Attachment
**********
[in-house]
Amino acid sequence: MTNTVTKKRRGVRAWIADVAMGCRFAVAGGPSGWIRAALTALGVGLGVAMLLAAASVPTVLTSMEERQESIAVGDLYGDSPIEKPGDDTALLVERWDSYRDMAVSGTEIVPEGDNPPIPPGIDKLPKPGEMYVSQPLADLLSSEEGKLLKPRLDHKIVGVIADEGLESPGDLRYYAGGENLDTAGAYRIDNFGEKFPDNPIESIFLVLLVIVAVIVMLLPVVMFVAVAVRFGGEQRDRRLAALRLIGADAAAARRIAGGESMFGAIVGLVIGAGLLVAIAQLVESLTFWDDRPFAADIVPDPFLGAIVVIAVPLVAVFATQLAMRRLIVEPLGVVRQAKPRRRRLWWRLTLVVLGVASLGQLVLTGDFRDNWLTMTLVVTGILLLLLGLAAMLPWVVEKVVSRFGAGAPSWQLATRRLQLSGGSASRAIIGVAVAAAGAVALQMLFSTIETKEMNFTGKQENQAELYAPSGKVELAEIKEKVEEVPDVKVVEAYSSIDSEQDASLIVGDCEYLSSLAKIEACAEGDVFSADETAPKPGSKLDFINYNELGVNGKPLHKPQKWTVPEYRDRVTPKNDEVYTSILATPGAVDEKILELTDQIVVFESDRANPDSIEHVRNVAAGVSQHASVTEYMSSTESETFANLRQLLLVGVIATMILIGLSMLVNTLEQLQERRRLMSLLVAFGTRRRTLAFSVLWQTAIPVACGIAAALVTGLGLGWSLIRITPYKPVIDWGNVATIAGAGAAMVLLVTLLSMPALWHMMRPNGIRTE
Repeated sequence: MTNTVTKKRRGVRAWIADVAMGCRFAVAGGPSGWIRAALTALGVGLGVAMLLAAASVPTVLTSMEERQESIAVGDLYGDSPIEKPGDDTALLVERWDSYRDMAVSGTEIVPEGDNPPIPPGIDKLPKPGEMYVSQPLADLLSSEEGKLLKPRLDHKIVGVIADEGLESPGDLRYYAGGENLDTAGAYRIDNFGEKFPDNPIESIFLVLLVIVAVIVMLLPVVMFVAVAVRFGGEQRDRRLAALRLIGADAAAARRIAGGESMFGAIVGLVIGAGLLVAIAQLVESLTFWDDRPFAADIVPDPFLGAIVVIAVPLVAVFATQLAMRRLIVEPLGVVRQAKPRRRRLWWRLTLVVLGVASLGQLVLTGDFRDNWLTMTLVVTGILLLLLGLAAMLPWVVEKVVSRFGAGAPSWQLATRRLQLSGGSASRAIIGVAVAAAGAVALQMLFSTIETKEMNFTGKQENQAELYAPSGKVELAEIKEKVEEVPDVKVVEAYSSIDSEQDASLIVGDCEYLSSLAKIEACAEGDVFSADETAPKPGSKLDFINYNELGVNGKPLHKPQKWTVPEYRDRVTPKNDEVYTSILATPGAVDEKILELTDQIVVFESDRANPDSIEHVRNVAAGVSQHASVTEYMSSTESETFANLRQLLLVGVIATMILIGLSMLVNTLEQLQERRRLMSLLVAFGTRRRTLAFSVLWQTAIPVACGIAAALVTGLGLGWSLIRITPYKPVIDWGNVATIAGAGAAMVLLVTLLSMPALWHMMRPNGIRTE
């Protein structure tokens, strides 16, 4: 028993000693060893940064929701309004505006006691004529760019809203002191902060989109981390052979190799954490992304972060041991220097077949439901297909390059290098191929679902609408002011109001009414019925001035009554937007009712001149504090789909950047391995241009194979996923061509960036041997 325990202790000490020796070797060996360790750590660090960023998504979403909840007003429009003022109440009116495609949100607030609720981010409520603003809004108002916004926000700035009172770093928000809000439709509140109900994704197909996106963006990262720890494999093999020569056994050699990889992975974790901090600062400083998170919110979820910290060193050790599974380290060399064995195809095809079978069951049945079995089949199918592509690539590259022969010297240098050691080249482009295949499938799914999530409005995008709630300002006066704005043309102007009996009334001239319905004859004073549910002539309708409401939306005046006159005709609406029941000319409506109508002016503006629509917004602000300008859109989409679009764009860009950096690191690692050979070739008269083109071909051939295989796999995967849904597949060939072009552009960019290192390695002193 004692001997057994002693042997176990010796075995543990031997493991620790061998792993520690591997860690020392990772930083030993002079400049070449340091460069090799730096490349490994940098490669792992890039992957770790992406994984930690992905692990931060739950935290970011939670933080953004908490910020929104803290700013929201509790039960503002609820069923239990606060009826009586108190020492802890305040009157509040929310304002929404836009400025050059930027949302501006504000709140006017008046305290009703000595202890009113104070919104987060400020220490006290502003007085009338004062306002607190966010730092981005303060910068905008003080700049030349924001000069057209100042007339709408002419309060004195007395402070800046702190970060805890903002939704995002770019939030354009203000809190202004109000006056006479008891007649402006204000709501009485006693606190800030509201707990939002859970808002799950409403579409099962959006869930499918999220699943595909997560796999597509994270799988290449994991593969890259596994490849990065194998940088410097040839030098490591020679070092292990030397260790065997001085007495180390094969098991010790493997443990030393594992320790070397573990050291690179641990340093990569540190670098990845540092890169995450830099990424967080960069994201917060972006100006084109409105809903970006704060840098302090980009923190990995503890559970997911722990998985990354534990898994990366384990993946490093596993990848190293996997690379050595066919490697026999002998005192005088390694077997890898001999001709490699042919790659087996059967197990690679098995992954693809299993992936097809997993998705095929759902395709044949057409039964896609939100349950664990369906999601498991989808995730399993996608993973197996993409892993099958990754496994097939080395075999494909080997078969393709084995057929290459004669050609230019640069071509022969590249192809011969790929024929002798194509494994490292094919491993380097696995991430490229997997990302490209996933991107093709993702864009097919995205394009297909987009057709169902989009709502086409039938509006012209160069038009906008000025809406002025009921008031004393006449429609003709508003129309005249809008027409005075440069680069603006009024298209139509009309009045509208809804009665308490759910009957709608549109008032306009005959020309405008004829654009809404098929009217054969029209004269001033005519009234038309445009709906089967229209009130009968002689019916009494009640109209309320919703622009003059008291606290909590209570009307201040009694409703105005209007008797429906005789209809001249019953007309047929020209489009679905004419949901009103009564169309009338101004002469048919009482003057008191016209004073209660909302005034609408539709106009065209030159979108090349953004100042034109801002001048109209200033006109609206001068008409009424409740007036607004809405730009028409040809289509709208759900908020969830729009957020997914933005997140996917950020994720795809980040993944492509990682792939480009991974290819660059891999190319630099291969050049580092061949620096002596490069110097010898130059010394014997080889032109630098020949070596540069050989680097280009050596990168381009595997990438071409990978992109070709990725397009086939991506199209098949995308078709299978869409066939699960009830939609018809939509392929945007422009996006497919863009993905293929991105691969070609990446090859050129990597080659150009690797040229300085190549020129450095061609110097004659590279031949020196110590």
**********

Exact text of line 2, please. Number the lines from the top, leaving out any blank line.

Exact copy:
Amino acid sequence: MTNTVTKKRRGVRAWIADVAMGCRFAVAGGPSGWIRAALTALGVGLGVAMLLAAASVPTVLTSMEERQESIAVGDLYGDSPIEKPGDDTALLVERWDSYRDMAVSGTEIVPEGDNPPIPPGIDKLPKPGEMYVSQPLADLLSSEEGKLLKPRLDHKIVGVIADEGLESPGDLRYYAGGENLDTAGAYRIDNFGEKFPDNPIESIFLVLLVIVAVIVMLLPVVMFVAVAVRFGGEQRDRRLAALRLIGADAAAARRIAGGESMFGAIVGLVIGAGLLVAIAQLVESLTFWDDRPFAADIVPDPFLGAIVVIAVPLVAVFATQLAMRRLIVEPLGVVRQAKPRRRRLWWRLTLVVLGVASLGQLVLTGDFRDNWLTMTLVVTGILLLLLGLAAMLPWVVEKVVSRFGAGAPSWQLATRRLQLSGGSASRAIIGVAVAAAGAVALQMLFSTIETKEMNFTGKQENQAELYAPSGKVELAEIKEKVEEVPDVKVVEAYSSIDSEQDASLIVGDCEYLSSLAKIEACAEGDVFSADETAPKPGSKLDFINYNELGVNGKPLHKPQKWTVPEYRDRVTPKNDEVYTSILATPGAVDEKILELTDQIVVFESDRANPDSIEHVRNVAAGVSQHASVTEYMSSTESETFANLRQLLLVGVIATMILIGLSMLVNTLEQLQERRRLMSLLVAFGTRRRTLAFSVLWQTAIPVACGIAAALVTGLGLGWSLIRITPYKPVIDWGNVATIAGAGAAMVLLVTLLSMPALWHMMRPNGIRTE